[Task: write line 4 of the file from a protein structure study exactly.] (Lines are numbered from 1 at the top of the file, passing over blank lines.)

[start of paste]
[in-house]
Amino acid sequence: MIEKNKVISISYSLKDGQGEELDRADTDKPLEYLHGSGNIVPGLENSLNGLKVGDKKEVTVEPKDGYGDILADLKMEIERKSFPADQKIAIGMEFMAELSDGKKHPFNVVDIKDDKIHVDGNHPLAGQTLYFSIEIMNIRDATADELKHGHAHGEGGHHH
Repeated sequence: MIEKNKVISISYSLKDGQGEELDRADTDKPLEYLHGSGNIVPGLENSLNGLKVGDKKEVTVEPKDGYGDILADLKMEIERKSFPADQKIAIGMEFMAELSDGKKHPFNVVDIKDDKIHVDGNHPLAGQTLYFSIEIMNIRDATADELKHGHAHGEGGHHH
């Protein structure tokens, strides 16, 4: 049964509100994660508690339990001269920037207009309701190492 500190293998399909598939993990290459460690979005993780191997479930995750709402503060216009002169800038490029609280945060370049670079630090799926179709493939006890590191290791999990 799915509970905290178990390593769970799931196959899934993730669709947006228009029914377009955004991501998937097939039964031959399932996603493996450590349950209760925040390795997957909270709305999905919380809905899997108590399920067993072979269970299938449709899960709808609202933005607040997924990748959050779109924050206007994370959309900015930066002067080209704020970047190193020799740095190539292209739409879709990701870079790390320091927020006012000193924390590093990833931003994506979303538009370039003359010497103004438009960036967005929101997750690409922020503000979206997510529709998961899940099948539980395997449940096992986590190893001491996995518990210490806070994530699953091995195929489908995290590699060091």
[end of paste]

């Protein structure tokens, strides 16, 4: 049964509100994660508690339990001269920037207009309701190492 500190293998399909598939993990290459460690979005993780191997479930995750709402503060216009002169800038490029609280945060370049670079630090799926179709493939006890590191290791999990 799915509970905290178990390593769970799931196959899934993730669709947006228009029914377009955004991501998937097939039964031959399932996603493996450590349950209760925040390795997957909270709305999905919380809905899997108590399920067993072979269970299938449709899960709808609202933005607040997924990748959050779109924050206007994370959309900015930066002067080209704020970047190193020799740095190539292209739409879709990701870079790390320091927020006012000193924390590093990833931003994506979303538009370039003359010497103004438009960036967005929101997750690409922020503000979206997510529709998961899940099948539980395997449940096992986590190893001491996995518990210490806070994530699953091995195929489908995290590699060091």